Font Size
A
A
A
2
...

Electrocardiogram (ECG) (cont.)

Basic Anatomy of the Heart

Picture of the basic anatomy of the heart
Picture of the basic anatomy of the heart

The heart has four chambers – the right and left atrium and the right and left ventricle.

The right side of the heart collects blood from the body and pumps it to the lungs while the left side of the heart receives blood from the lungs and pumps it to the body.

Blood flows through the body in the following way:

  • Oxygen-rich blood from the lungs enters the left atrium through the pulmonary veins.
  • Blood then flows into the left ventricle where it is pumped into the aorta and is distributed to the rest of the body. This blood supplies organs and cells with oxygen and nutrients necessary for metabolism.
  • Blood that returns to the heart is depleted of oxygen and carries carbon dioxide, the waste product of metabolism. The blood enters the right atrium though the vena cava, where it is collected and pumped to the right ventricle.
  • The right ventricle then pumps blood through the pulmonary artery to the lungs where carbon dioxide is stripped off, oxygen is replaced, and the cycle begins again.
Picture of heart anatomy blood flow
Picture of heart anatomy blood flow

Like any muscle, the heart requires oxygen and nutrients to function. Oxygen and nutrients are supplied by arteries that originate from the aorta. These vessels branch out to supply all the regions of the heart with oxygen rich blood.

Electrically, the heart can be divided into upper and lower chambers. An electrical impulse is generated in the upper chambers of the heart that causes the atria to squeeze and push blood into the ventricles. There is a short delay to allow the ventricles to fill. The ventricles then contract to pump blood to the body and the lungs.

Conducting system of the heart: SA means sinoatrial node. AV means atrioventricular node. RB and LB mean right and left bundle, respectively, and are the nerves that spread the electric impulse from the AV node into the ventricles.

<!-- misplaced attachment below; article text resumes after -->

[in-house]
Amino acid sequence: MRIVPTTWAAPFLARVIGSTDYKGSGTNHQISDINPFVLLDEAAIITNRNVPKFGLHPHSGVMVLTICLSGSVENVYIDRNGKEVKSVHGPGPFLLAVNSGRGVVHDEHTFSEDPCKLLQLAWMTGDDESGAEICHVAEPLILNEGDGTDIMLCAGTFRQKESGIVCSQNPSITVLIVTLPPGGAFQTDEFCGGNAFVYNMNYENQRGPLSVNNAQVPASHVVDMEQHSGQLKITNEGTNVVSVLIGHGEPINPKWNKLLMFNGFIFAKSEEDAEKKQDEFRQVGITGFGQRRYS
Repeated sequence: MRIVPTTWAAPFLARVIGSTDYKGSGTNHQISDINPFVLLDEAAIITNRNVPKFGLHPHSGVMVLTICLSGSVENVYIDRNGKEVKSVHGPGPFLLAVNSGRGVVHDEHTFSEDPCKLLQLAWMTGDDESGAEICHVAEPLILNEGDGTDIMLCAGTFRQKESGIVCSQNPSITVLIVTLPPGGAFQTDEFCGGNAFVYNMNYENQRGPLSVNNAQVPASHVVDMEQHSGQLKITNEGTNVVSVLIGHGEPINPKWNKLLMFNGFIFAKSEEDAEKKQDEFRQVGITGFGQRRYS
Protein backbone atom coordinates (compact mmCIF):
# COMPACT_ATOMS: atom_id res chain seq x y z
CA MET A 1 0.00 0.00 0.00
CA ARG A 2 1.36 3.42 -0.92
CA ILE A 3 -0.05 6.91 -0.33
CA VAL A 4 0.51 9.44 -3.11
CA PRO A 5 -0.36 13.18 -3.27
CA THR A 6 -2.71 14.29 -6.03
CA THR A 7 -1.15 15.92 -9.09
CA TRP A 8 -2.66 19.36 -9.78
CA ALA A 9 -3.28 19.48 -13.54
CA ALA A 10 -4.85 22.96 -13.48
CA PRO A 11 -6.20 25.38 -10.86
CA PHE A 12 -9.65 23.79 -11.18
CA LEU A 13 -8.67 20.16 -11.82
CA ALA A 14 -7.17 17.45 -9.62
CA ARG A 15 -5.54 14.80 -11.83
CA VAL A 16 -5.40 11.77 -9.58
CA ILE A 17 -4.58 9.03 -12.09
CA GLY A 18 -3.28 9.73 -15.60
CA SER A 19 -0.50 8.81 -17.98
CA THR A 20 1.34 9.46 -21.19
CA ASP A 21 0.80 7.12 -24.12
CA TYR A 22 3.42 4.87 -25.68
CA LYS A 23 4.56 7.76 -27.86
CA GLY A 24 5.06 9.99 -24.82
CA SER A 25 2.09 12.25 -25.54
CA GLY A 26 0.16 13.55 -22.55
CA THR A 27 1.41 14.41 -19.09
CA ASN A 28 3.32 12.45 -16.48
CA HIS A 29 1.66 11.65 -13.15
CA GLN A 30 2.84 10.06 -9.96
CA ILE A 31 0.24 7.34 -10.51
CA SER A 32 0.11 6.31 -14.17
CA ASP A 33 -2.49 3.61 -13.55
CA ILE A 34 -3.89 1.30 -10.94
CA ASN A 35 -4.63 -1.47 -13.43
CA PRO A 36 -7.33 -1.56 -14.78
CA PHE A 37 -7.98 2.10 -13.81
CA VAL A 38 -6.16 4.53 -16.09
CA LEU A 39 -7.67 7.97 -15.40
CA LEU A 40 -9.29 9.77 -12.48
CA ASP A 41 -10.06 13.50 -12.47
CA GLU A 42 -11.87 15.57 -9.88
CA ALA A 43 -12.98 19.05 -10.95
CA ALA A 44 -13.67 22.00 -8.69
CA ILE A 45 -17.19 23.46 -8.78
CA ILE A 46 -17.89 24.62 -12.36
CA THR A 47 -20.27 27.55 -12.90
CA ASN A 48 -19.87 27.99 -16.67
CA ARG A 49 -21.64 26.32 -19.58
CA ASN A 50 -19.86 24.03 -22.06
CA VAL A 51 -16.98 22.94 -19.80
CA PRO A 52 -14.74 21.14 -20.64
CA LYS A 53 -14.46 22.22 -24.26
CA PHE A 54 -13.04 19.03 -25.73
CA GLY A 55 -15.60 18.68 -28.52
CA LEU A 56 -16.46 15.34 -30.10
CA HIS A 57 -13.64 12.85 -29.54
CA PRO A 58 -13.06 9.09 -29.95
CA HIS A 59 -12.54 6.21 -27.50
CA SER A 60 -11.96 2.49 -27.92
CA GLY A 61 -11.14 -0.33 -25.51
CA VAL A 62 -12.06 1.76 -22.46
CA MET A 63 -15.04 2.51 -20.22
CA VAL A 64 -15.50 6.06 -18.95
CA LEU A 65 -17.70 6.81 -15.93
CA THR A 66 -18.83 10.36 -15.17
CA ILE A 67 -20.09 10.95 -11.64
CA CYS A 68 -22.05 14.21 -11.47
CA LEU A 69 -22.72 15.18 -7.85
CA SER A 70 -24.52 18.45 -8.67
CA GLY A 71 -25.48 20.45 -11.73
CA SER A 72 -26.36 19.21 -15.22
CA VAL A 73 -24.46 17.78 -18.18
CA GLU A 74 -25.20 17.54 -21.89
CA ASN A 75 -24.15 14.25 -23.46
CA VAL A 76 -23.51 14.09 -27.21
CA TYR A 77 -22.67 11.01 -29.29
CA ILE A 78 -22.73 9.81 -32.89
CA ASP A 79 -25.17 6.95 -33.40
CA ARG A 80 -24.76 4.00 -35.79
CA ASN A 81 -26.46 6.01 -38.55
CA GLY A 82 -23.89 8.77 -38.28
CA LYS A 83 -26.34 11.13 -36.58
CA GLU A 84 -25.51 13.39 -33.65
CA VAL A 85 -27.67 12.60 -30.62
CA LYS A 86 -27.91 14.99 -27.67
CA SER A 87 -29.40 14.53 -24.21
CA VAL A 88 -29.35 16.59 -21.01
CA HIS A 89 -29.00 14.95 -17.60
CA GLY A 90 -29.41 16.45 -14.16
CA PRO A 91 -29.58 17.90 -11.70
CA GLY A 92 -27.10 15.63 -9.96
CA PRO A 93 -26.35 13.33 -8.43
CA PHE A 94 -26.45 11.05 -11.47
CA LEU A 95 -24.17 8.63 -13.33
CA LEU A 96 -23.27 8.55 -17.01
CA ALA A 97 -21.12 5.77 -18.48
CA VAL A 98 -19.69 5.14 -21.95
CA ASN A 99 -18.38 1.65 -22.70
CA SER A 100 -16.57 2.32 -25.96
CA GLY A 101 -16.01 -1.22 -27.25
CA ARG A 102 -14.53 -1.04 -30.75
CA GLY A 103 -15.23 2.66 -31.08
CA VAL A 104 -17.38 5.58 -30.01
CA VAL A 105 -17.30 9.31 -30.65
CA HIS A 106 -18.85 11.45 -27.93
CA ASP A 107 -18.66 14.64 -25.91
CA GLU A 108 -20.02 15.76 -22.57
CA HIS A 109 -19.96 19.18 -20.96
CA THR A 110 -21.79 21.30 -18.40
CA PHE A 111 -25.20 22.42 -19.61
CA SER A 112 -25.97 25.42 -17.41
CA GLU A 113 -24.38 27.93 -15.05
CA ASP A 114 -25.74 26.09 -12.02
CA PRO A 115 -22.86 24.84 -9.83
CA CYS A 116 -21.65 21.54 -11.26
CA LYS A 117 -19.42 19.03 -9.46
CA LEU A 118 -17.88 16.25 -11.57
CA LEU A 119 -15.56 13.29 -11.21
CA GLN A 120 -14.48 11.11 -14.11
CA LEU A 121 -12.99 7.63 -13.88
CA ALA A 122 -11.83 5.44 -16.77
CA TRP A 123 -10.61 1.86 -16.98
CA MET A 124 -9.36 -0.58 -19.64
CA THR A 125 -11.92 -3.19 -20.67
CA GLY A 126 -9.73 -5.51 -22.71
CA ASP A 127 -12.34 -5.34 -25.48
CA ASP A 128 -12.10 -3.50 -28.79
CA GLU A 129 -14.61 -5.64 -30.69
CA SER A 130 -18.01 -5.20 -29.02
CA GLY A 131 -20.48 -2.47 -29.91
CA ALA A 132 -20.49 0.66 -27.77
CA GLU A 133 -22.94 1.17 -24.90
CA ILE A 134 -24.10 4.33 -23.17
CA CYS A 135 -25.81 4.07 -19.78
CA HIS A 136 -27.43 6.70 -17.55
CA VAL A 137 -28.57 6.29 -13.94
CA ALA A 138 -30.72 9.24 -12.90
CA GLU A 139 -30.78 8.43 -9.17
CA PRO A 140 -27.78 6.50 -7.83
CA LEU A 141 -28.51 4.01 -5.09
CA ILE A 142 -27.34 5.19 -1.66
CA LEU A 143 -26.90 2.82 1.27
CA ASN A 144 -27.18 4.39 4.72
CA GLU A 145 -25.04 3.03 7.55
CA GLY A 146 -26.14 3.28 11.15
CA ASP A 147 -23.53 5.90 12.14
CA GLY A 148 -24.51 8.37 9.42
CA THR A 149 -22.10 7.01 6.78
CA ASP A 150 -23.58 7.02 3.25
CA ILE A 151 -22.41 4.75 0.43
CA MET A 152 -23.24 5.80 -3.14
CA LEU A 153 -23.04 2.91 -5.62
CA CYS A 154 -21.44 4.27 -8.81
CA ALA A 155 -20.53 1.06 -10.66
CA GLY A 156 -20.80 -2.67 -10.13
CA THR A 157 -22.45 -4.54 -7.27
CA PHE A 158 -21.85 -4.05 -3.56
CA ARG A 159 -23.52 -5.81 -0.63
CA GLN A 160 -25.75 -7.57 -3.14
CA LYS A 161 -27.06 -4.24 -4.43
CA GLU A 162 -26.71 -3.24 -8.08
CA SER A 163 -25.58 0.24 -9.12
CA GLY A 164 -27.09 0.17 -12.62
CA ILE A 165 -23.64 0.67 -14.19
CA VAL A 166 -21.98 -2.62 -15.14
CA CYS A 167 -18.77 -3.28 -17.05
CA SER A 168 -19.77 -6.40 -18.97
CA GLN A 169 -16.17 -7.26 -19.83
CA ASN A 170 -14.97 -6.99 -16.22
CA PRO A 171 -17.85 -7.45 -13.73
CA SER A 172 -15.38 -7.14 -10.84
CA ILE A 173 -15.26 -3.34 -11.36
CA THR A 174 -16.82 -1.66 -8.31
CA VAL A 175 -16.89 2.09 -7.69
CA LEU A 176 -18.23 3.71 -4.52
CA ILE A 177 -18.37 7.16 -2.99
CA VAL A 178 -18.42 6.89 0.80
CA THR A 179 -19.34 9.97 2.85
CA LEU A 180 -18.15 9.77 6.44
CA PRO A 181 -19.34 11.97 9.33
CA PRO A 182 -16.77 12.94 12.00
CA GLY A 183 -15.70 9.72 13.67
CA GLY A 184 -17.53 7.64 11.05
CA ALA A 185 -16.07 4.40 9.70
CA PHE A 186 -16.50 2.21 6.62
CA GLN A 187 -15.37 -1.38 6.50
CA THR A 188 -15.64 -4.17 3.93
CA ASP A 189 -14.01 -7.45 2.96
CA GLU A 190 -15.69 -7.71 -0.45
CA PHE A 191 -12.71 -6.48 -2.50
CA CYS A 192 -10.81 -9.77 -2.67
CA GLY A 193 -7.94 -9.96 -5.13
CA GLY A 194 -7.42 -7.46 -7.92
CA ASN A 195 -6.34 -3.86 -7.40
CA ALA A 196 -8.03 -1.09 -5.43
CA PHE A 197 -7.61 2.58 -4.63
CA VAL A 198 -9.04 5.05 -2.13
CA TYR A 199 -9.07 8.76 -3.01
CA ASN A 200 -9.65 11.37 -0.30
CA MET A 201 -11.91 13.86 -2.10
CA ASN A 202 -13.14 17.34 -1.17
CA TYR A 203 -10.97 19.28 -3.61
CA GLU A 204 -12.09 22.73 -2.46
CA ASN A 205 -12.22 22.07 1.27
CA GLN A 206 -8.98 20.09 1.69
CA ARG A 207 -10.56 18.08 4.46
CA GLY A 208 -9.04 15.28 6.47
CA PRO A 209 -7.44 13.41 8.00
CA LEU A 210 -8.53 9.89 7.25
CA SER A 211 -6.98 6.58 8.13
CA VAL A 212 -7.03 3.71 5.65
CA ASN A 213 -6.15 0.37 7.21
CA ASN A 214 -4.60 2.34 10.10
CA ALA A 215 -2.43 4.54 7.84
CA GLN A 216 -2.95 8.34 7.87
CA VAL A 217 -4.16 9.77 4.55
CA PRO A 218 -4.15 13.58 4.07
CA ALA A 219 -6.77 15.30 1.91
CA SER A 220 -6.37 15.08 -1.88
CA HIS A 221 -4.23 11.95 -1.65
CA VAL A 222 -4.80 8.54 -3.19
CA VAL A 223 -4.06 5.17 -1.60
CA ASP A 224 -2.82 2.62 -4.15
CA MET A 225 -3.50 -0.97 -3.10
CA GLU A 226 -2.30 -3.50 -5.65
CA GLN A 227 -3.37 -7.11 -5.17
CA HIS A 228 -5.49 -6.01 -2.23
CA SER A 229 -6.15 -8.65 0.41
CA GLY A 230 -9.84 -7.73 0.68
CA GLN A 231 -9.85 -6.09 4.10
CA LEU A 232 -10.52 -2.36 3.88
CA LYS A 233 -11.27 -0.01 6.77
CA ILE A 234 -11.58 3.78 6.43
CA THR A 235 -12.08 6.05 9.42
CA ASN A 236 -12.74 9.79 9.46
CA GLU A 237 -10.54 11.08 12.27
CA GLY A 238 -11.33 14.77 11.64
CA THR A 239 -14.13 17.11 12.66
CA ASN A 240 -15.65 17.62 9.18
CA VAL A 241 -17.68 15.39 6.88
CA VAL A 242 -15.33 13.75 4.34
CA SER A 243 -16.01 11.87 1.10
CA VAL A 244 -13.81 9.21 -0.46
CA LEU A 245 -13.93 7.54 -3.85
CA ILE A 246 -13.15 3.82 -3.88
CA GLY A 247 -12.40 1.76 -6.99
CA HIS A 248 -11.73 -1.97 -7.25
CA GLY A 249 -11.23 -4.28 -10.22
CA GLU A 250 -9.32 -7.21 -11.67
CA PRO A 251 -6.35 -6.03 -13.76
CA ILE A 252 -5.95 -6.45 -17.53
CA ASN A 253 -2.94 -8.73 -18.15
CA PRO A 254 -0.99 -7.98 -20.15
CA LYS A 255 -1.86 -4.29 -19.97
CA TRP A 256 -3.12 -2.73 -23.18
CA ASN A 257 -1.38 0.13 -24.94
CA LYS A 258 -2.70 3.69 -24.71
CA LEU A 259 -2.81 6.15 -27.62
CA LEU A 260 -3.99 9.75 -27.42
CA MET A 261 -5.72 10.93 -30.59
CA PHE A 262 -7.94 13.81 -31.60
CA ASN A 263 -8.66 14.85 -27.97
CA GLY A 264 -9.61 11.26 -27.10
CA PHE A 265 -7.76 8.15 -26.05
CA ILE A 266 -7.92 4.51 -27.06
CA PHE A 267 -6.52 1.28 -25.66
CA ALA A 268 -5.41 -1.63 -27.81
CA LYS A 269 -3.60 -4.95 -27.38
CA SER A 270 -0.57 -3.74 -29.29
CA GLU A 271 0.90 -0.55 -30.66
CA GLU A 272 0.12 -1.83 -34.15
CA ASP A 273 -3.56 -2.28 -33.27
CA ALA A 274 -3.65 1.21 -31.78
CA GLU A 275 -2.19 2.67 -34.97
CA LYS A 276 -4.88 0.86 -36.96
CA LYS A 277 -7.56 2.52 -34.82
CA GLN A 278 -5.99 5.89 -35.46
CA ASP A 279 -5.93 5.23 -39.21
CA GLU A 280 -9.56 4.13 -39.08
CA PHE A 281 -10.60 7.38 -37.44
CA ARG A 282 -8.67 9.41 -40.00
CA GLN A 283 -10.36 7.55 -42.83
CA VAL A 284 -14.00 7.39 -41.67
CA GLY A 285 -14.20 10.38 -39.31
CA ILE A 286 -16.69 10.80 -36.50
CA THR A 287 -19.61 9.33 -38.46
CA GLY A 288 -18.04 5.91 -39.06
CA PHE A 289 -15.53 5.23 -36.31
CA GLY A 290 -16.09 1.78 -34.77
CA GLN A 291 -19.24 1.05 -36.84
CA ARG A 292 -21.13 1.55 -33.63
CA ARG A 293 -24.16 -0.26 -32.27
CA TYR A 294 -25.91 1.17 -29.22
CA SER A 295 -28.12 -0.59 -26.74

Picture of conducting system of the heart

The heart has its own automatic pacemaker called the sinaoatrial, or SA node, located in the right atrium. The SA node acts independently of the brain to generate electricity for the heart to beat.

  • Normally, the impulse generated by the SA node runs through the heart's electrical grid and signals the muscle cells in the atria to beat simultaneously, allowing for a coordinated squeeze of the heart. Contraction of the atria pushes blood into the ventricles.
  • The electrical signal that was generated in the SA node travels to a junction box between the atria and ventricles (the AV node) where it is delayed for a few milliseconds to allow the ventricles to fill.
  • The electrical signal then travels through the ventricles, stimulating those heart muscle cells to contract. Ventricular contraction pumps blood to the body (from the left ventricle) and the lungs (from the right ventricle).
  • There is a short pause to allow blood to return to the heart and fill before the electrical cycle repeats itself for the next heartbeat.

Must Read Articles Related to Electrocardiogram (ECG)

Angina
Angina Pectoris Angina pectoris is a term to describe chest pain that occurs when the heart is not getting enough blood. There are two types of angina, stable (the most common)...learn more >>
Atrial Fibrillation (A Fib)
Atrial Fibrillation Atrial fibrillation (A fib) describes a rapid, irregular heart rhythm. The irregular rhythm, or arrhythmia, results from abnormal electrical impulses in the hea...learn more >>
Atrial Flutter
Atrial Flutter Atrial flutter is an abnormality in the beating of the heart. Such abnormalities, whether in rhythm of heartbeat or speed of heartbeat, are known as arrhythmias...learn more >>

Patient Comments & Reviews

The eMedicineHealth doctors ask about Electrocardiogram (ECG, EKG):

Electrocardiogram (ECG) - Experience

Please describe your experience with an electrocardiogram (ECG).





Read What Your Physician is Reading on Medscape

Hypertensive Heart Disease »

Uncontrolled and prolonged elevation of blood pressure (BP) can lead to a variety of changes in the myocardial structure, coronary vasculature, and conduction system of the heart.

Read More on Medscape Reference »


Medical Dictionary